What do you see a Republican administration doing on the peace process that the Obama administration hasn’t?
You’ve got to make very clear that you need a partner for peace. One of the things that George Bush clearly understood is that trying to force a process forward when you don’t have two parties willing to make a lasting and meaningful peace isn’t good, and by action and by deed we can say the Palestinians are not ready to be true partners for peace. They snubbed this president, they snubbed the United States by moving forward on the unilateral declaration at the U.N. The notion that we’re going to force a process forward in this climate is naive and reckless.
What do you expect these candidates to do, if president, that Obama doesn’t on Iran?
The president keeps talking about these crippling sanctions and how all the pressure of the international community is one of the achievements of his administration so far. But every day we get closer to Iran having a nuclear weapon. This administration has sent mixed messages regarding the military option, whether it’s on or off the table. I think right now because America is seen as a much weaker player globally, our ability to really impact Iran through sanctions is hindered. Clearly our ability to get folks like the Russians and the Chinese onboard is creating a safety valve for the Iranians. We can’t seem to build a unified international coalition. I think you’ll see the Republicans onstage talk about that and show a very clear and distinct difference.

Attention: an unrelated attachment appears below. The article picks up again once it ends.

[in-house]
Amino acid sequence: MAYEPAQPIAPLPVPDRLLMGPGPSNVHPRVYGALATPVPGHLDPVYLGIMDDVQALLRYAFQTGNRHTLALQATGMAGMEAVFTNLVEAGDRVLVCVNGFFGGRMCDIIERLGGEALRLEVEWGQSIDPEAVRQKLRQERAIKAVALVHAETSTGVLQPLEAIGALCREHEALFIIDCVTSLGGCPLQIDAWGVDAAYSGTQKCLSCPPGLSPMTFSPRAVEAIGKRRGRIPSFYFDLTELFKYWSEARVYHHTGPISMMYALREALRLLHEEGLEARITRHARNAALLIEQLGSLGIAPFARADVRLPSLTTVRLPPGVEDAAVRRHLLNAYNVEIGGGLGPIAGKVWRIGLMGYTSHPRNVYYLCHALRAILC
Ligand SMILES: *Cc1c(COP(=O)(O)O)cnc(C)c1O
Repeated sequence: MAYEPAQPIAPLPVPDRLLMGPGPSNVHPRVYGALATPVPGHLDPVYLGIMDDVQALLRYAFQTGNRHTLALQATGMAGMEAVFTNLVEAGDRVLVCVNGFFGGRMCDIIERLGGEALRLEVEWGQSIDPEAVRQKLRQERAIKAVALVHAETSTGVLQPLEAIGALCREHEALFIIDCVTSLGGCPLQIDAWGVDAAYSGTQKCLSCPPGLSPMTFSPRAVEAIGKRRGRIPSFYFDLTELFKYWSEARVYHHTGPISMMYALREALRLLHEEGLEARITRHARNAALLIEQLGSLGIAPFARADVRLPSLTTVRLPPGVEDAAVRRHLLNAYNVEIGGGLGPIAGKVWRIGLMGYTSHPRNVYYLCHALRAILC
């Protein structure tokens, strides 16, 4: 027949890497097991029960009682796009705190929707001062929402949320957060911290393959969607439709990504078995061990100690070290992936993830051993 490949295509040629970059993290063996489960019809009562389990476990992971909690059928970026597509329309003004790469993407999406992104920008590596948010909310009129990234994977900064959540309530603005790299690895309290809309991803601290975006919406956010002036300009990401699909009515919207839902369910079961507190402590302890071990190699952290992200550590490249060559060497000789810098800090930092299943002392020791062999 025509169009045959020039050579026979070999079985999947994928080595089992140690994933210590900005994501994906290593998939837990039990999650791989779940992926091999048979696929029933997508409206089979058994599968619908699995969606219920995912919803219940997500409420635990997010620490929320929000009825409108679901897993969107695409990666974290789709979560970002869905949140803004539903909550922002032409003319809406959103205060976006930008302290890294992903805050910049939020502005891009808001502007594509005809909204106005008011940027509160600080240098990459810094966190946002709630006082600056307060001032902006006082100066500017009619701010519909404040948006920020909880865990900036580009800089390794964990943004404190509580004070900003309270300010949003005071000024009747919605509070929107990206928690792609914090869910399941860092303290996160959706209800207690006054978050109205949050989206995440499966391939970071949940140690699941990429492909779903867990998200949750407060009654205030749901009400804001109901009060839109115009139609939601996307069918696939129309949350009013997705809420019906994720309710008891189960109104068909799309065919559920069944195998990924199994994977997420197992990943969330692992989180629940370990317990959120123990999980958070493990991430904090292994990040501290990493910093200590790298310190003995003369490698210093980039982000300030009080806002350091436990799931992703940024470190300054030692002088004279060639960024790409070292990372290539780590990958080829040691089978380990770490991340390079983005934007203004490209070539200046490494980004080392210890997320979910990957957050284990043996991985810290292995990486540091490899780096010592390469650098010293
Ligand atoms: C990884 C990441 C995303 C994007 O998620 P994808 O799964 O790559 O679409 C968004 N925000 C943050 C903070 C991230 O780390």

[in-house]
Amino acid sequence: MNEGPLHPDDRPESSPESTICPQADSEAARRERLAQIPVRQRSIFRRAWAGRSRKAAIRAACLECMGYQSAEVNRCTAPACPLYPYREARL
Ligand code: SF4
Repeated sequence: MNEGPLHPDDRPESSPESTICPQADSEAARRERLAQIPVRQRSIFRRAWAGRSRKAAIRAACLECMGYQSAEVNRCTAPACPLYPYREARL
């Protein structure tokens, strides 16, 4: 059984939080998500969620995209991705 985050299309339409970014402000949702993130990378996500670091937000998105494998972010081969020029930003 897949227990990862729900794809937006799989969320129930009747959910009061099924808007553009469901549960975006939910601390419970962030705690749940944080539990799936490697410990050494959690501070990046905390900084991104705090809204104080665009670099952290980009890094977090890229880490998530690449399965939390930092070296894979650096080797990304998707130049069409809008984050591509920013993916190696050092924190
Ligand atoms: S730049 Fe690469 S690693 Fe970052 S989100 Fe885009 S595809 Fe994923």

What did you make of the Obama-Sarkozy hot-mic gaffe? The defense an Obama supporter would make is that Obama was having the conversation in the first place because he was persuading President Sarkozy to back him and Israel at the U.N.
I mean regardless of the context, I don’t know if that’s a defense of the comments and the feelings. What everybody got to see was really an uncensored, raw look into how the president of the United States and how the president of France truly feel about Prime Minister Netanyahu. I think the president showed his true colors. I think anybody, Republican or Democrat, would be hard-pressed to think that had that happened with George Bush or President Clinton, they wouldn’t have pushed back and responded to Sarkozy—to come to Netanyahu’s defense or at least take issue, not agree with the president calling him a liar. I could very easily see Bill Clinton coming to his defense, as many in the Jewish community could see him doing.
The RJC doesn’t endorse primary candidates, correct? But it does in the general?
Marc Tracy is a staff writer at The New Republic, and was previously a staff writer at Tablet. He tweets @marcatracy.